Over the past 70 years, Dorney Park in Allentown, Pennsylvania featured a series of very popular dark attractions fondly remembered by many of you.  Let's take a look back ... starting with
     The building in which the Devil’s Cave was installed was originally used for basketball games. It had a hardwood tongue and groove floor. It was a novelty then and was screened with fencing, so they tell me. It was before my time. People used to stand before the fencing and watch basketball. The next thing it was used for was an arcade - at that time a penny arcade.
      Outside the Devil’s Cave was Laffing Sal. It was real humorous when this fat lady was out there laughing, and she kept jiggling because of the mechanism. At that time we used 78-rpm records, as we didn’t have tapes in those days. So we’d stack six or seven 78-rpm records on a repeat turntable. And people would stand around watching Laffing Sal. You couldn’t help laugh when you heard Laffing Sal laugh, which was what it was all about.
      As you got inside Devil’s Cave Pretzel, you went through a labyrinth with gadgets and scenes along the way. One scene was an outhouse with a scarecrow sitting on a john. People would get a kick out of it. Once there was a special party staying at the hotel and as usual, we’d take them from one ride to another at the park for the evening. So this woman’s riding the Pretzel and she’s coming around the corner and she screams, “Hey, that's my John in there!” Unknown to her, her husband had sneaked up ahead of them and sat on the outhouse seat!
     What was heartbreaking is that you’d fix up those scenes and be happy with them and a certain type of person would vandalize them. We'd have to put screening or a plastic front up so that people couldn't get in and smash the scenery. There was a fellow working in the park named Warren Yeakel. He was quite a bird. He took care of the gadgets in Devil’s Cave. He used to get provoked by vandals. So one day he goes inside the Devil’s Cave with a rubber hose and stands there like a mannequin. And when a kid reaches out for him, whack, he smacks him with the rubber hose. I don’t think we’d get away with that in these days. But I'll bet that kid didn’t go back on that ride again.
      Philadelphia Toboggan made many of the gadgets in Devil’s Cave. They were very simple. They had a pipe arrangement sticking up next to where the car came along. The car would hit a lever and it pushed an old wire carpet beater against a sheet of steel. That made a hell of a racket. It was very simple and never wore out.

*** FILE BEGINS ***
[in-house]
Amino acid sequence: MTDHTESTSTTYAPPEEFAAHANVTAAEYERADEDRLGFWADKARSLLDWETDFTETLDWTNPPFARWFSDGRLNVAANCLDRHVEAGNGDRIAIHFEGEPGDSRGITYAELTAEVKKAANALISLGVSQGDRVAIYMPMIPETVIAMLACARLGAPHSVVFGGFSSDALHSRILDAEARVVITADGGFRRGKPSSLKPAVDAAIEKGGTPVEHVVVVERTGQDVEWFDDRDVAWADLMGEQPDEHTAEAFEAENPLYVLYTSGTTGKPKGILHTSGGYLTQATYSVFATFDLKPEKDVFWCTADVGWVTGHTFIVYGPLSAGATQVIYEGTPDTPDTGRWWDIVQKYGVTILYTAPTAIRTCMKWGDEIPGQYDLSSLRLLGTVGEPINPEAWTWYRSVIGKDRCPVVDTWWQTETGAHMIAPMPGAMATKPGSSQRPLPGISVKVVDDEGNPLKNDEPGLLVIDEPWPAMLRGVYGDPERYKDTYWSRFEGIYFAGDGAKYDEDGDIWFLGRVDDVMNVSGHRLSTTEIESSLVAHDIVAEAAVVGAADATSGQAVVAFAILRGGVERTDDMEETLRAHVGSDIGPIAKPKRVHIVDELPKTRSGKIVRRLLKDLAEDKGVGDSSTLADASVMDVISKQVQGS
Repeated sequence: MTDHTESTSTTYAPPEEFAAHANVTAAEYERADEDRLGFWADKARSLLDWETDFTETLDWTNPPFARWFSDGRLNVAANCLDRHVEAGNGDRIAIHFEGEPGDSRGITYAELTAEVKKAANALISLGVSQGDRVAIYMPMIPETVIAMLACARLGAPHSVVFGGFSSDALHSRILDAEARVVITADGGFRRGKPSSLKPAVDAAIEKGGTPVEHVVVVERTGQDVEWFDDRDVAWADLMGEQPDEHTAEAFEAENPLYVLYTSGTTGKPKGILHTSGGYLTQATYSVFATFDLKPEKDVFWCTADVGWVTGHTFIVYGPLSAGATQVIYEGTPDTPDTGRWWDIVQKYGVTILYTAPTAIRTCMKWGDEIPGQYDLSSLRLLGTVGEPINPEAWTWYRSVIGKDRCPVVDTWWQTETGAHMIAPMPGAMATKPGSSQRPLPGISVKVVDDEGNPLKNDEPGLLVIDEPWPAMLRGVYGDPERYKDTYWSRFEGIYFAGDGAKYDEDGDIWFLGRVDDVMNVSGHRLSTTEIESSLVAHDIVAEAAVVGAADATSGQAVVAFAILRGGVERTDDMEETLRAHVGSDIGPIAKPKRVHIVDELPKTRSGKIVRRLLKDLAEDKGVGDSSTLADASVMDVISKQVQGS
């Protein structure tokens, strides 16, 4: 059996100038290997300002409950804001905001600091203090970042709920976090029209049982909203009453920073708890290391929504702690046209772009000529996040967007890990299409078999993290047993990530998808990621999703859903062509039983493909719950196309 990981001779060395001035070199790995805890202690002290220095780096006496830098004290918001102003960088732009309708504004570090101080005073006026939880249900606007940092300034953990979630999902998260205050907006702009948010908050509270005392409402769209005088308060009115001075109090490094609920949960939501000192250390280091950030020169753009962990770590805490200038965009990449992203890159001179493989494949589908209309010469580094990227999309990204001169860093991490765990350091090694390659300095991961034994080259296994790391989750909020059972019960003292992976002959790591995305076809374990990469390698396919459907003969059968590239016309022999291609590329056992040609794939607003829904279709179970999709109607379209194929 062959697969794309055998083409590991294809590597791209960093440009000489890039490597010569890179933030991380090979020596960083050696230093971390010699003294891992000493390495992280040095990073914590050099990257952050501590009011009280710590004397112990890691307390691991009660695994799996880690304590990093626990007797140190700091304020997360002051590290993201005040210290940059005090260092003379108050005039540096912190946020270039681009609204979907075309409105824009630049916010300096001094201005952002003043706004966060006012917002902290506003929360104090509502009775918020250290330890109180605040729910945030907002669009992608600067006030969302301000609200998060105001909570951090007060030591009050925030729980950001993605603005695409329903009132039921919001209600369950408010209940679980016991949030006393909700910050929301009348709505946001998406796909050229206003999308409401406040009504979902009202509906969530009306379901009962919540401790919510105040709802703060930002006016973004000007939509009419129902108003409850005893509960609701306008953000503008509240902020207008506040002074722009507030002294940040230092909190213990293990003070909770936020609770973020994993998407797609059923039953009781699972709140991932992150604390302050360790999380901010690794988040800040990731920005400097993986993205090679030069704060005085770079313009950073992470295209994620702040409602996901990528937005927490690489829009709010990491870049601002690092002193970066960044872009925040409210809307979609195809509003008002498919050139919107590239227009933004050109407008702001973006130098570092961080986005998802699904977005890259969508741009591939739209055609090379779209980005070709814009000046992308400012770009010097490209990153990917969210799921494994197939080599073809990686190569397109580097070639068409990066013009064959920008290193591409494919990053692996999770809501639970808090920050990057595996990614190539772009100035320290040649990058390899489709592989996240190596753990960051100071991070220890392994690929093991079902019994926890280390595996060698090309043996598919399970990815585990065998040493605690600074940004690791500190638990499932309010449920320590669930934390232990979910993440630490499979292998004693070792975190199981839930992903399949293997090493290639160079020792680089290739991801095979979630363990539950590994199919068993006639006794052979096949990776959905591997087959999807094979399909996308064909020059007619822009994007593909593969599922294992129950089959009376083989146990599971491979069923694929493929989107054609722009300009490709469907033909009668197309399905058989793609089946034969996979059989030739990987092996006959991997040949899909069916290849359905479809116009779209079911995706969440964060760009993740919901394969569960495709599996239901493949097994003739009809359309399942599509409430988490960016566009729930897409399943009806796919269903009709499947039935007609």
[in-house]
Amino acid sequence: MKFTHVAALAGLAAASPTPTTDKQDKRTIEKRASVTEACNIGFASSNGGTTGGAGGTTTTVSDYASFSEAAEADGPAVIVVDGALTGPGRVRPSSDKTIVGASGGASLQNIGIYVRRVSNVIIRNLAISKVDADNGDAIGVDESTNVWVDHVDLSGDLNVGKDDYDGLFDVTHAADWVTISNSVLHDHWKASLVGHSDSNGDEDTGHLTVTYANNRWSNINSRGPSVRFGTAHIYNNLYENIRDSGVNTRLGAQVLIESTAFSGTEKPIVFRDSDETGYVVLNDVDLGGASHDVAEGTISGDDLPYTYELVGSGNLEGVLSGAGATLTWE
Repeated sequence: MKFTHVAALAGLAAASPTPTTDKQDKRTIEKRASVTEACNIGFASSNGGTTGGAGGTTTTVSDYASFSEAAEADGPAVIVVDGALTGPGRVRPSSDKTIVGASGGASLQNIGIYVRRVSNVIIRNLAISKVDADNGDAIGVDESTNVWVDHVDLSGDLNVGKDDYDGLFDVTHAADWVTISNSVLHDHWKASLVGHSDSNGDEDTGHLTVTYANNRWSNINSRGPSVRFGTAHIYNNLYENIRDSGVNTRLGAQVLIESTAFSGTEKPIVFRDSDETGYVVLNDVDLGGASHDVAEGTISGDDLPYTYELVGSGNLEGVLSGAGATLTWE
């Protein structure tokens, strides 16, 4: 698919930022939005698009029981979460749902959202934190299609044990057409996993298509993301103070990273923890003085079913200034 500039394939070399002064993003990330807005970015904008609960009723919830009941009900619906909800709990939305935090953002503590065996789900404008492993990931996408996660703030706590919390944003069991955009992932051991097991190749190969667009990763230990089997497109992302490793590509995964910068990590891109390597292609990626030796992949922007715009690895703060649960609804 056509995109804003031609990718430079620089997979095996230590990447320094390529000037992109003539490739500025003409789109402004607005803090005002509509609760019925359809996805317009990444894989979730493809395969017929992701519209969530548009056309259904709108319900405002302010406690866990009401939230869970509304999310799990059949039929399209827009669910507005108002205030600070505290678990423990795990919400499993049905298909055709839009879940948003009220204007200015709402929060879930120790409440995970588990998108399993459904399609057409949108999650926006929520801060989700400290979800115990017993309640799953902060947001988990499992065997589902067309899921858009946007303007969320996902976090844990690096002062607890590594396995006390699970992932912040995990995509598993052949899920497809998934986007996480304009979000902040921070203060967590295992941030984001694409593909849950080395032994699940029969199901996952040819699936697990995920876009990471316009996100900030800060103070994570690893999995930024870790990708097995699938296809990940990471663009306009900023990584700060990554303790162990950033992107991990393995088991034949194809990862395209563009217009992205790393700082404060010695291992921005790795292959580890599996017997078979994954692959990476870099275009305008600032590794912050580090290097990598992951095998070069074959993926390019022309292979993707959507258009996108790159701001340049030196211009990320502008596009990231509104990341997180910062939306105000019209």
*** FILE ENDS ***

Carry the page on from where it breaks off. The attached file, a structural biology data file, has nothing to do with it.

Later on, as you can imagine, when Bill Tracy came along, we put in a lot of electronic gadgets and bright lights, black lights, and Day-Glo colors. The art of Bill Tracy really made it when we went from Devil’s Cave to Pirates Cove and ultimately to Bucket O’ Blood. He did a real great job and we were well satisfied with it. The Pretzel spinning cars were put into Bucket O' Blood around 1956, but we stopped them from spinning soon afterward. Incidentally, when we changed the theme to Pirates Cove and Bucket O’ Blood, we dressed Laughing Sal up as a pirate - with a pirate hat, a long sash, a sword and a patch over one eye.
Like many Pretzel spinner cars, this fleet was deadbolted and for good reason. There were large dioramas that never could have been seen in full if the cars were spinning. Perhaps the ride was renamed Bucket O’ Blood because the cars did resemble tubs or buckets, each one adorned with the name of a famous pirate, such as Captain
Kidd and Henry Morgan. The first scene was an old harbor - the faint sound of gulls could be heard in the background as you passed other ships heading out to sea. Suddenly, a storm breaks out - an illusion created by white-capped waves along the track, flashing lights and the sound of thunder and lighting. Tracy’s famous “seasick pirate” - a shiphand heaving off the deck - makes an appearance during this storm scene. Many of the stunts from Bucket also were found in Tracy’s other nautical theme rides such as the Pirates Coves walkthroughs and the Ghost Ship dark rides. Among those in Bucket O’ Blood were a drunken pirate and pirate skeletons. However, there were others custom made for this Dorney Park ride such as an octopus, a pirate attacking a sailor with a sword, sailors in stockades, and of course, a few execution hanging scenes. As in most of Tracy’s dark rides, Bucket had very subtle sound effects, as not to divert attention from the visuals.

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